Photo illustration by MONEY; Alamy (1)
January 4, 2018

Many folks time their retirement to coincide with milestones—35 years on the job, say, or reaching age 65, or saving $1 million. But more than a number, you have to be ready, financially and psychologically. Here are three signs that it might be time.

You have no (high-interest) debt

Financial professionals can (and do!) disagree on the merits of paying down your mortgage before you retire. Suze Orman, for one, extols the financial and psychological virtues of heading into retirement without housing debt. On the other hand, Thomas J. Anderson, author of The Value of Debt in Building Wealth, says retirees can benefit from the mortgage interest deduction (though the new GOP tax bill lowers the amount that homeowners can write off for new mortgages), and also grow their nest egg by investing the money they would have used paying down principal.

Yet there’s broad consensus that you should eliminate all credit card and other high-interest debt before retiring. If you haven’t paid down debt that’s not tax-deductible by your 50s, now’s the time to do it, says ShirleyAnn Robertson, a financial advisor with Prudential in Schaumburg, Ill. You don’t want to remain exposed to rising interest rates and late charges when you’re no longer earning a paycheck.

You’ve saved enough

Some advisors say amassing an arbitrary amount ($1 million, $2 million?) is less important than determining how much you plan to spend in retirement. One general rule of thumb for calculating how much you’ll need is to take your annual expenses and multiple them by 25. For example, if you spend $75,000 a year, you’ll need $1.88 million to live on, assuming you live for 25 years in retirement. Subtract from that total the amount you’ll receive from Social Security and any pensions that you might have. The remainder is the amount you’ll need to fund on your own, from your retirement savings, says Brett Anderson, a certified financial planner in Hudson, WI.

Many advisors say that spending in retirement holds fairly constant, adjusted for inflation. Early retirees tend to spend disproportionately on leisure activities and later retirees tend to spend disproportionately on health care expenses. In other words, your spending may not drop that much, if at all, in your less active, later years, since health care expenses will consume the dollars that used to go toward recreational activities. Medical costs rise at a higher rate than general inflation, roughly by 5% or 6% per year, and that spending can mount quickly in older age.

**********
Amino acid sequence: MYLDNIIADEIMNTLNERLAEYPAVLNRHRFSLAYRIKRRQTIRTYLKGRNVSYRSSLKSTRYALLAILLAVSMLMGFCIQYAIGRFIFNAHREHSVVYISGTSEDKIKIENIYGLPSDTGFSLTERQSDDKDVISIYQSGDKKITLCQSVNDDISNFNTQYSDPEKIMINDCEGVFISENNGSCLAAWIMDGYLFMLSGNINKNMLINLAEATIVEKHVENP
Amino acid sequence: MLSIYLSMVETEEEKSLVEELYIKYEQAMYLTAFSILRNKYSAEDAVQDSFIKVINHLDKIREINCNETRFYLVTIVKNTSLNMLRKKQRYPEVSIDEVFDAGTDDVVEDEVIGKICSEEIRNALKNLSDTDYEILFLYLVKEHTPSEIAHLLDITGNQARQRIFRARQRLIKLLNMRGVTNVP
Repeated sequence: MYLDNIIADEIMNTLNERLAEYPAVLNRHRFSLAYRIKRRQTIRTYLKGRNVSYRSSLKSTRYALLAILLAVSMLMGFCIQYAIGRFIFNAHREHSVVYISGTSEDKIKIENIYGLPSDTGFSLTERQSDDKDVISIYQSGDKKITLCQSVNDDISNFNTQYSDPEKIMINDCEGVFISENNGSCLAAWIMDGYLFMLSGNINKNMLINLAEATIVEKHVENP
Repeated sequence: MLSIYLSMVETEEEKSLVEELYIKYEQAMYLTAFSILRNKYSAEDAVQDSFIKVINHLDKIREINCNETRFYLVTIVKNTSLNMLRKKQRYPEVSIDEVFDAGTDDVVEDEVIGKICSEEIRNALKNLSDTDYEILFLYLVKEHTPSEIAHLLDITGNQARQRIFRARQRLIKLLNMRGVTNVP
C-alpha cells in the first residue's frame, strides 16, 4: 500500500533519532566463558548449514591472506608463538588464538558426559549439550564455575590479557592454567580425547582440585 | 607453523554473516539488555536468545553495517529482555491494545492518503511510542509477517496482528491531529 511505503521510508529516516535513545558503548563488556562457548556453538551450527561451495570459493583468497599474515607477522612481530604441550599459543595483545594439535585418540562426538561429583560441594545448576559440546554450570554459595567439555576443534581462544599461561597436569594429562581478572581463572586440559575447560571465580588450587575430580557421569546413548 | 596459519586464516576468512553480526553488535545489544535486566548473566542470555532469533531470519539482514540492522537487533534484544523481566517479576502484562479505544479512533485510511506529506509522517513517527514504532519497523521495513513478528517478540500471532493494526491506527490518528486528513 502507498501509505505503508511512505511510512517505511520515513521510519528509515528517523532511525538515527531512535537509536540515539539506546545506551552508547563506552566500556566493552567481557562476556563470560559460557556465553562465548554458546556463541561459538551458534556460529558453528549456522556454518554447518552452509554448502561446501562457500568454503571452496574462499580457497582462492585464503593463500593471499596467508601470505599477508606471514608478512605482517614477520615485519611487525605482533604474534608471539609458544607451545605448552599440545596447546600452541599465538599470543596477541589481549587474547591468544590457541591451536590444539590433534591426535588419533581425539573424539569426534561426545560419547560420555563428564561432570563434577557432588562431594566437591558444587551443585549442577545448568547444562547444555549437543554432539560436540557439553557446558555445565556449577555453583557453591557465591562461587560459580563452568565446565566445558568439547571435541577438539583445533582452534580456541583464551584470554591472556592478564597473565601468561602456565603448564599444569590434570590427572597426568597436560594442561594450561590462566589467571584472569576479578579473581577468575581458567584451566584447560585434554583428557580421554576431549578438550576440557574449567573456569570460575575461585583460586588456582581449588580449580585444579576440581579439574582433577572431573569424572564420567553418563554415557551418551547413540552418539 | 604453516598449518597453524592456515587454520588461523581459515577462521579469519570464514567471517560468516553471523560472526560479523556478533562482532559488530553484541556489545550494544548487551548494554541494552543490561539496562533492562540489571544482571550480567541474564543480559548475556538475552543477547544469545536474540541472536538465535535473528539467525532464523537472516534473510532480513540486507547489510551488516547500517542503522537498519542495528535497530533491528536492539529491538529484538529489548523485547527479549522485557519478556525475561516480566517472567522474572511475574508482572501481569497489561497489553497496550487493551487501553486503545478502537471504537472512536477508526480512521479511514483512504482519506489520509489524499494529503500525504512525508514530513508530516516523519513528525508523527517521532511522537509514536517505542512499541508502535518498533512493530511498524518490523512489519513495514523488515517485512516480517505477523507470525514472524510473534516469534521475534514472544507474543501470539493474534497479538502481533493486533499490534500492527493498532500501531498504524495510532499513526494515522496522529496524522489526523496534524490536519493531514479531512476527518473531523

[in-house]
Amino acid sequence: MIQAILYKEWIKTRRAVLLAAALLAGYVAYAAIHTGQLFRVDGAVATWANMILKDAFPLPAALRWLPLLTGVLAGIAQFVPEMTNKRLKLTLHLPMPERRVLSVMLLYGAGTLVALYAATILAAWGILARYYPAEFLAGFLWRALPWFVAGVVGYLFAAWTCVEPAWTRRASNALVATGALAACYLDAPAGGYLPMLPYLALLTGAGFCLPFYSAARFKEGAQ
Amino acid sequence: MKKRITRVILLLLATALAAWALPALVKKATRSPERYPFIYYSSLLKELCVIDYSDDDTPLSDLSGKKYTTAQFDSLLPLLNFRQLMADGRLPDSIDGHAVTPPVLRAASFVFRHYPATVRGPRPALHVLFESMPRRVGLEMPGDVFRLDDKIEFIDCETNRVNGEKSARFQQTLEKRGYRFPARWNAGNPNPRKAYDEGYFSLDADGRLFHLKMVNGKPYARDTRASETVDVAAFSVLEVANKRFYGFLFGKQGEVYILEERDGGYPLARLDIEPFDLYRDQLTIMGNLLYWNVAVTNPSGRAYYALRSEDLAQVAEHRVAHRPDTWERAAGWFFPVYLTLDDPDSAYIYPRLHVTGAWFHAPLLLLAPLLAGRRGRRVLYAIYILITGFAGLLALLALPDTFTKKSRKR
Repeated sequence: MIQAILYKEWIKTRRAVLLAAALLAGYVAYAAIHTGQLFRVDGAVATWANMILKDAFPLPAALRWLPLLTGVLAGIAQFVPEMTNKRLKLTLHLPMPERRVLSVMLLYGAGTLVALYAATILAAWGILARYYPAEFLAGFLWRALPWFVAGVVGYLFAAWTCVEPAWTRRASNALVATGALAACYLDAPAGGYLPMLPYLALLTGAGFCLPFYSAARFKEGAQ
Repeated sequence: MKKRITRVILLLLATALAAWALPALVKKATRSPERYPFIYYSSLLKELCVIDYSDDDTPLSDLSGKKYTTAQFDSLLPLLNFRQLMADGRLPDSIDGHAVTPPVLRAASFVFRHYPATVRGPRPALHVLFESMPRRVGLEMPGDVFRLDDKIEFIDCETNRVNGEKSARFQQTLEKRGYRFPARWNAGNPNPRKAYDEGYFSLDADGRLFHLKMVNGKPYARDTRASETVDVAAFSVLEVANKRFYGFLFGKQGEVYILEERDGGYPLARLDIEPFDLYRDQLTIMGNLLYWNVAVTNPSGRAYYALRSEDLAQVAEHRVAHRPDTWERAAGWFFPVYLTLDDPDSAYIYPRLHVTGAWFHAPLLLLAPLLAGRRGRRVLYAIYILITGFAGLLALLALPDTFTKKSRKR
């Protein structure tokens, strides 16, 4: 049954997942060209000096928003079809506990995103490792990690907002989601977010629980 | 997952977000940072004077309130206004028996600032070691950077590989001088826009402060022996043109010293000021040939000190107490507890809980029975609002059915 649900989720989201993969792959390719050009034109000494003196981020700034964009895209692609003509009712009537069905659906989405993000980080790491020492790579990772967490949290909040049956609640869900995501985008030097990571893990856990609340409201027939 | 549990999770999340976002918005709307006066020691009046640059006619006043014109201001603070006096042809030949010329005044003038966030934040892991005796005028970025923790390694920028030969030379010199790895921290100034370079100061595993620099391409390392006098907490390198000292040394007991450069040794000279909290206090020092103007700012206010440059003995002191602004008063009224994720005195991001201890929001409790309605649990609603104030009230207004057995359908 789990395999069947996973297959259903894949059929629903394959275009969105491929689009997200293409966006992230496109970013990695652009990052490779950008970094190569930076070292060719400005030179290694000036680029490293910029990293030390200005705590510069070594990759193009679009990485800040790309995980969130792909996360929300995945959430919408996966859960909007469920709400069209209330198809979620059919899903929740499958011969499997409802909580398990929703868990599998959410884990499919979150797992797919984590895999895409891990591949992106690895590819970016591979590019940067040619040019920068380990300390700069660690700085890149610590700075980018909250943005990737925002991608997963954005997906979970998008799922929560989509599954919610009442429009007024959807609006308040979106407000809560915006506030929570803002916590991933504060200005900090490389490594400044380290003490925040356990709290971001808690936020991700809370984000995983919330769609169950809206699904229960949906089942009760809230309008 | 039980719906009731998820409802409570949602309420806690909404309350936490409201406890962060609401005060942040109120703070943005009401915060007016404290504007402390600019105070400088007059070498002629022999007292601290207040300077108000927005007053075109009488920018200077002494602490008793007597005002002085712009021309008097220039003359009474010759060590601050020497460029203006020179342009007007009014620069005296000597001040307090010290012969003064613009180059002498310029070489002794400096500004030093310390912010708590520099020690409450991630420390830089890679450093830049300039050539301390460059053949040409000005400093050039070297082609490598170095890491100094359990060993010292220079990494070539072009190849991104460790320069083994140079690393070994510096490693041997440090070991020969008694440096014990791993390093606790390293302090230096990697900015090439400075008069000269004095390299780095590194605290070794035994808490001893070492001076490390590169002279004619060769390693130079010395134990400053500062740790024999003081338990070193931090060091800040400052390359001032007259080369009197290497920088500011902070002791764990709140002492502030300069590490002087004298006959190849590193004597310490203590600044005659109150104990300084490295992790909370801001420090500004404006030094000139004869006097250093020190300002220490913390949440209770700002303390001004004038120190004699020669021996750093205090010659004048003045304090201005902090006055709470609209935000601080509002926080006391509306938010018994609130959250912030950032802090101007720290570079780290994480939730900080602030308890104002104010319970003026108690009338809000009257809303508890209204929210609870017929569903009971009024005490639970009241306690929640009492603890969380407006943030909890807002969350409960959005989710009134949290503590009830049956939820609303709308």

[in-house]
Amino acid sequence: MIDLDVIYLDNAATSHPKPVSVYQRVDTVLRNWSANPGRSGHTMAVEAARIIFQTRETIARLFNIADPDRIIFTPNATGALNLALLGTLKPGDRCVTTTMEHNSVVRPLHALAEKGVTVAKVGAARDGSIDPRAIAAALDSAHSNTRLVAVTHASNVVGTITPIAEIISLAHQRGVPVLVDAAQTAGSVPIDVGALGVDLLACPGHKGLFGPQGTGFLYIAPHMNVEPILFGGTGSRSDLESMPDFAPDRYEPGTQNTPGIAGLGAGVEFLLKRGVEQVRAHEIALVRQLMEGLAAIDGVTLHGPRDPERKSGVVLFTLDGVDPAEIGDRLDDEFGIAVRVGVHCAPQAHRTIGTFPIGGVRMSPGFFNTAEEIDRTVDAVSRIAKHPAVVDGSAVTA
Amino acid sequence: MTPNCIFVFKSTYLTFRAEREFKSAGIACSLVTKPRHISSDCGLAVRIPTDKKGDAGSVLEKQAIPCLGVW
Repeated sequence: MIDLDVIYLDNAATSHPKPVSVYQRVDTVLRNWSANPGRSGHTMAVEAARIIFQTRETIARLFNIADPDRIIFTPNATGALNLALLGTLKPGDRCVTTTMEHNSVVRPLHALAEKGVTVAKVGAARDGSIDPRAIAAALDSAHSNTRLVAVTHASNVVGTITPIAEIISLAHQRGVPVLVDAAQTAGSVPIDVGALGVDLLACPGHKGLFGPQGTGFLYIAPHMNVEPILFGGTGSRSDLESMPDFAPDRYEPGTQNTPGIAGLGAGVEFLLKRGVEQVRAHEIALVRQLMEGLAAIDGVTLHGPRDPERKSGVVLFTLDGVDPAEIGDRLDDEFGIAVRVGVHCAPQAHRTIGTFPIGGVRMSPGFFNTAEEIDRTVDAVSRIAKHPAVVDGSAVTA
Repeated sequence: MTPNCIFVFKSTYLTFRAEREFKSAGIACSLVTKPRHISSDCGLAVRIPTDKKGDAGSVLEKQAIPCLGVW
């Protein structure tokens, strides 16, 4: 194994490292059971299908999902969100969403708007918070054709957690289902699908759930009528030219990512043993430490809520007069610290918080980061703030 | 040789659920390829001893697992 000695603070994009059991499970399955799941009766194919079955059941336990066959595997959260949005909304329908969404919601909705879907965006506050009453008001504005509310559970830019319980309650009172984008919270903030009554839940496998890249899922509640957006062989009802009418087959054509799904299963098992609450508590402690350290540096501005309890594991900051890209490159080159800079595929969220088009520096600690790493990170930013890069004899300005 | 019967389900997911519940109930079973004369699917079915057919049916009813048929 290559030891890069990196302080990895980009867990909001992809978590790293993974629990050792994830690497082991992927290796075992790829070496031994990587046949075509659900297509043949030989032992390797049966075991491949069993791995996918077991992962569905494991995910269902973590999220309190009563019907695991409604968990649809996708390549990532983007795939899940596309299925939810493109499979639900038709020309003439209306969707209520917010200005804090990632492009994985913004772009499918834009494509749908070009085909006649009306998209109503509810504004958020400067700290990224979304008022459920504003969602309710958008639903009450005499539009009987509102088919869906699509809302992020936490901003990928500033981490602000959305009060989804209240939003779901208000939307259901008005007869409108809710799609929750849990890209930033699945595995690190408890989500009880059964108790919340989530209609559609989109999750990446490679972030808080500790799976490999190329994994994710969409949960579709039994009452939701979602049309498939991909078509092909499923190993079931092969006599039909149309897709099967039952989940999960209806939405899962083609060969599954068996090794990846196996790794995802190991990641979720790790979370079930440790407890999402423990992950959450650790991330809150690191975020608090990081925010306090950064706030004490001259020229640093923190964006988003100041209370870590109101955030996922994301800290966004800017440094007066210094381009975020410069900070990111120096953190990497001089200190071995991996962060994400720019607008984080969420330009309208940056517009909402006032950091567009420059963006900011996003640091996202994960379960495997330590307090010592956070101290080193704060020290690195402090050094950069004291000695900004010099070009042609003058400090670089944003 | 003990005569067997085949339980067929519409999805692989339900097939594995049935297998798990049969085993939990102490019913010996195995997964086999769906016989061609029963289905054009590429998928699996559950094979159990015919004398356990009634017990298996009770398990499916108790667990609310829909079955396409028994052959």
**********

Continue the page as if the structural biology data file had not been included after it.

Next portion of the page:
You have enough to do

You know what you’re retiring from. But what are you retiring to? You’ll need some activities to fill your days, and your plans should give you a sense of purpose. Work confers status and validation, and stepping away from your career can lead to a loss of identity, says Joe Sicchitano, head of wealth planning and advice delivery at SunTrust Bank. Look for opportunities such as volunteering that can offer you a similar sense of belonging and recognition.

Pace yourself, though. Some retirees, fearing too much free time, pack their schedules just as tightly as when they worked. Once you’ve made commitments, it’s hard to extricate yourself. Pick an activity or two that you’re excited about, try them out for the first few months of retirement, and if you have time and energy to spare, then add one activity at a time until you have the right mix.

Consider the impact your retirement will have on your partner, if you have one. Stay-at-home spouses can find long-time routines disrupted when the bread-earning partner stops working and is suddenly around all the time. If you’re retiring first and your spouse continues to work, line up some friends to keep you company on weekday activities. Your natural inclination may be to spend more time with your spouse, but if that’s not realistic, schedule-wise, then having alternate plans arranged will take the pressure off the marriage. “You need a plan for that extra time,” Sicchitano says.

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